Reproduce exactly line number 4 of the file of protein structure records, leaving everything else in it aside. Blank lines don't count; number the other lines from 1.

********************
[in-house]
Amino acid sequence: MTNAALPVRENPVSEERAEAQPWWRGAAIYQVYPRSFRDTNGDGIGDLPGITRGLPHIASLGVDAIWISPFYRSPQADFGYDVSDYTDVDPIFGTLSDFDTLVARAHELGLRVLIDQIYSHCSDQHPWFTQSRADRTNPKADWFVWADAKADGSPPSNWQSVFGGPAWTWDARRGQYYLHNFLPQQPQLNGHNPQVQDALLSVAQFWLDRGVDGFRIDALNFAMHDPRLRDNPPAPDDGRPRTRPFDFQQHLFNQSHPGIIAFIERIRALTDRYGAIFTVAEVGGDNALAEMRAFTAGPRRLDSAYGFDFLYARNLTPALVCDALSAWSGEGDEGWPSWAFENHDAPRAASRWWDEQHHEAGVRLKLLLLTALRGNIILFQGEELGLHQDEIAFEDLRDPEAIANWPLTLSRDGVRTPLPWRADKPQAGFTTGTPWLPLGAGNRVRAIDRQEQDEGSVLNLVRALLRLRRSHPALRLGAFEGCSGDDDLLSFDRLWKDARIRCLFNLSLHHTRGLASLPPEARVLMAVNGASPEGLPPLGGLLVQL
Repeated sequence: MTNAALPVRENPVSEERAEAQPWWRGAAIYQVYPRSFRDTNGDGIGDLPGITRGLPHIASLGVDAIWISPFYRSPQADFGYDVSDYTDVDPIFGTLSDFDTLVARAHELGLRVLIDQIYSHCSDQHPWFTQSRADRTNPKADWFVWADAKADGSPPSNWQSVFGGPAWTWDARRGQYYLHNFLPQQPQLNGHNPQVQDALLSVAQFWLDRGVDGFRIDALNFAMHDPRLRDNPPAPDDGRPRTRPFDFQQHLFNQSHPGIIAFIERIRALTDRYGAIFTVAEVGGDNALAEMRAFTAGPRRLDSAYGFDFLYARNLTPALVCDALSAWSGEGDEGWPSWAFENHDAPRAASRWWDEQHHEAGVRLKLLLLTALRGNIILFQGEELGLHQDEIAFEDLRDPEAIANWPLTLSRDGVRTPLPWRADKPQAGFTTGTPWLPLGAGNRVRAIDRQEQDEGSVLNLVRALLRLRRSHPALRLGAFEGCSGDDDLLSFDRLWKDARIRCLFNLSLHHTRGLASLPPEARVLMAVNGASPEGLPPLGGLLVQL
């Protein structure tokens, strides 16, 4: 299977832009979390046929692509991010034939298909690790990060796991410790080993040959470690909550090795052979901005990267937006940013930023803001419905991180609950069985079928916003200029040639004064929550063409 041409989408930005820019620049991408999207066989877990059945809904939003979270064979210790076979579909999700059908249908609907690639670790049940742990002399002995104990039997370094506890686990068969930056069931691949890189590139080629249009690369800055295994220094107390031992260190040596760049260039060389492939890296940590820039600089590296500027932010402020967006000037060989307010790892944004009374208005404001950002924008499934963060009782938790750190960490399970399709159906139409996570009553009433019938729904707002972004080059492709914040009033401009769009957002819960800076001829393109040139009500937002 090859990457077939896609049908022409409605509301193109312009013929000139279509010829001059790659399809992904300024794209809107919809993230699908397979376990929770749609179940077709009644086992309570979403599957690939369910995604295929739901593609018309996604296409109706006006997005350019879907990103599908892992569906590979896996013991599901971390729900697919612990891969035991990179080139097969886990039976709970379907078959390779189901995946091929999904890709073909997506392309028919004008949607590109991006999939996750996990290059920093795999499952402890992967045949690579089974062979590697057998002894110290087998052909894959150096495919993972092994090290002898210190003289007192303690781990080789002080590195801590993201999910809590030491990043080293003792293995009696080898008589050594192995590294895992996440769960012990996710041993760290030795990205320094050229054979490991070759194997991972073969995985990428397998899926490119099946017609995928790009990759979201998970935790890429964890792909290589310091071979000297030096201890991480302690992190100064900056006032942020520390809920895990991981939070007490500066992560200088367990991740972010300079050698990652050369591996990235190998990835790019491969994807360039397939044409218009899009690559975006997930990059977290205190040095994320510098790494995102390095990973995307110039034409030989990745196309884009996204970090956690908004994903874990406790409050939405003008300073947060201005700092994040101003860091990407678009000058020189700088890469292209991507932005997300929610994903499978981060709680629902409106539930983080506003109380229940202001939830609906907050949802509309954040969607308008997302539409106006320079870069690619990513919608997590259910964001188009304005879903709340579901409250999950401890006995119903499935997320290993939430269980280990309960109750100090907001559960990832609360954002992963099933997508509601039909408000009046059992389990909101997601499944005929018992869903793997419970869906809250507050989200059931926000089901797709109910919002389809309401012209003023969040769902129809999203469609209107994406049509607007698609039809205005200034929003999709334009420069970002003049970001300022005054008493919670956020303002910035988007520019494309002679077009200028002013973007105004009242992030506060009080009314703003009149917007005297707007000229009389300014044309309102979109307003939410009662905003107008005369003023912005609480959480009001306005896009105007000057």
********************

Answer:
């Protein structure tokens, strides 16, 4: 299977832009979390046929692509991010034939298909690790990060796991410790080993040959470690909550090795052979901005990267937006940013930023803001419905991180609950069985079928916003200029040639004064929550063409 041409989408930005820019620049991408999207066989877990059945809904939003979270064979210790076979579909999700059908249908609907690639670790049940742990002399002995104990039997370094506890686990068969930056069931691949890189590139080629249009690369800055295994220094107390031992260190040596760049260039060389492939890296940590820039600089590296500027932010402020967006000037060989307010790892944004009374208005404001950002924008499934963060009782938790750190960490399970399709159906139409996570009553009433019938729904707002972004080059492709914040009033401009769009957002819960800076001829393109040139009500937002 090859990457077939896609049908022409409605509301193109312009013929000139279509010829001059790659399809992904300024794209809107919809993230699908397979376990929770749609179940077709009644086992309570979403599957690939369910995604295929739901593609018309996604296409109706006006997005350019879907990103599908892992569906590979896996013991599901971390729900697919612990891969035991990179080139097969886990039976709970379907078959390779189901995946091929999904890709073909997506392309028919004008949607590109991006999939996750996990290059920093795999499952402890992967045949690579089974062979590697057998002894110290087998052909894959150096495919993972092994090290002898210190003289007192303690781990080789002080590195801590993201999910809590030491990043080293003792293995009696080898008589050594192995590294895992996440769960012990996710041993760290030795990205320094050229054979490991070759194997991972073969995985990428397998899926490119099946017609995928790009990759979201998970935790890429964890792909290589310091071979000297030096201890991480302690992190100064900056006032942020520390809920895990991981939070007490500066992560200088367990991740972010300079050698990652050369591996990235190998990835790019491969994807360039397939044409218009899009690559975006997930990059977290205190040095994320510098790494995102390095990973995307110039034409030989990745196309884009996204970090956690908004994903874990406790409050939405003008300073947060201005700092994040101003860091990407678009000058020189700088890469292209991507932005997300929610994903499978981060709680629902409106539930983080506003109380229940202001939830609906907050949802509309954040969607308008997302539409106006320079870069690619990513919608997590259910964001188009304005879903709340579901409250999950401890006995119903499935997320290993939430269980280990309960109750100090907001559960990832609360954002992963099933997508509601039909408000009046059992389990909101997601499944005929018992869903793997419970869906809250507050989200059931926000089901797709109910919002389809309401012209003023969040769902129809999203469609209107994406049509607007698609039809205005200034929003999709334009420069970002003049970001300022005054008493919670956020303002910035988007520019494309002679077009200028002013973007105004009242992030506060009080009314703003009149917007005297707007000229009389300014044309309102979109307003939410009662905003107008005369003023912005609480959480009001306005896009105007000057």